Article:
Yes, those with great skills can do great things with great gear. And can do pretty damn good things with not-so-good-gear. But fancier gear doesn't produce better photography. (Cf. Leicas as dentist's cameras.) Not being a career-driven top professional myself, I'll be as happy as possible with the gear I can afford. (And I'll keep looking for more deals!)
Some of my friends who know a good deal more about the history of photography than I contend that Ansel Adams would almost certainly be at the forefront of digital photography, were he in his prime today. He was very focused on technique and technology and always strove for the best quality that he could possibly produce by whatever means.

Rob
06-21-2011, 08:27 PM   #30
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QuoteOriginally posted by RioRico Quote
Up on my shelf is a copy of POLAROID MANUAL, by Ansel Adams. Slumming, eh?

Anyway, we have top professionals using the best gear they can find, to make their living in a competitive field. And other top professionals (Jerry Uelsmann, Gene Smith and others come to mind) using good-but-not-elite gear they were intimately familiar with, because it suited them. Or Galen Rowell's mountaineering pix shot with an Instamatic -- a VERY GOOD one, sure (Instamatic 500, Schneider Xenar 38/2.8 lens, Compur shutter, a gem-like West German camera) but still...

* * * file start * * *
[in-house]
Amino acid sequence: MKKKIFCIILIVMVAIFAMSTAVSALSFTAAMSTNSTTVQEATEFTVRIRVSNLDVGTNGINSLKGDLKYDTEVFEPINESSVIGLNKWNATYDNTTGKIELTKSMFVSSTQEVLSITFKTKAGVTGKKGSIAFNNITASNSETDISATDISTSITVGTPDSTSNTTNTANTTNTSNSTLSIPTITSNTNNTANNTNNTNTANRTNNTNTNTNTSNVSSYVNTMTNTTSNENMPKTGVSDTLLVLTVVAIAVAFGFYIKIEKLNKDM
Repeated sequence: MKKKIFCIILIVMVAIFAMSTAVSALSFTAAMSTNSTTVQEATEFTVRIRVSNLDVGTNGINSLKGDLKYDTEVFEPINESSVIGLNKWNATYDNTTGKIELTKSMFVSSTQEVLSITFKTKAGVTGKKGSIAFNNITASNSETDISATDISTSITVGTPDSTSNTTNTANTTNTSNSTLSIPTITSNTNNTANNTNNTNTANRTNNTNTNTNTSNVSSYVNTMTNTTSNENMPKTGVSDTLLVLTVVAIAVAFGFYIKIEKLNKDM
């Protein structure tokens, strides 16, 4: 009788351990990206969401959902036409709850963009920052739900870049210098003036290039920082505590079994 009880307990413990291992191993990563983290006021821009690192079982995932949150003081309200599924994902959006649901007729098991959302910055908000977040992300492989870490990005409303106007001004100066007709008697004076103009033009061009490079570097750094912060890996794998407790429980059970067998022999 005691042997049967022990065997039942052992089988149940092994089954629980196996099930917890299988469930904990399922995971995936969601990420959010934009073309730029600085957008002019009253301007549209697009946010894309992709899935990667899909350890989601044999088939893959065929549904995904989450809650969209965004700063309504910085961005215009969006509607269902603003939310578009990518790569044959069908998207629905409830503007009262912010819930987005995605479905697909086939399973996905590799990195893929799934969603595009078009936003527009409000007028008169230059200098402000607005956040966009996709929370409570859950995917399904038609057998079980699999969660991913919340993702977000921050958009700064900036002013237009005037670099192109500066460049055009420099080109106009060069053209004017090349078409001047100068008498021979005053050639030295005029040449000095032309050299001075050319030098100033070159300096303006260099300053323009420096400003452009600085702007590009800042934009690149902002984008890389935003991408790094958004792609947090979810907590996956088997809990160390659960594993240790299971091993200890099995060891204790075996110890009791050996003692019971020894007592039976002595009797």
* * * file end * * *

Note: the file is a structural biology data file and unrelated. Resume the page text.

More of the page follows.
Yes, those with great skills can do great things with great gear. And can do pretty damn good things with not-so-good-gear. But fancier gear doesn't produce better photography. (Cf. Leicas as dentist's cameras.) Not being a career-driven top professional myself, I'll be as happy as possible with the gear I can afford. (And I'll keep looking for more deals!)
Ansel Adams also often used Polaroid for test shots with large format cameras. Here is an example early in this video.



QuoteOriginally posted by robgo2 Quote
Some of my friends who know a good deal more about the history of photography than I contend that Ansel Adams would almost certainly be at the forefront of digital photography, were he in his prime today. He was very focused on technique and technology and always strove for the best quality that he could possibly produce by whatever means.

Rob
Ansel Adams said that in an interview back in the 80s. It starts talking about digital at about 7:10 in this video.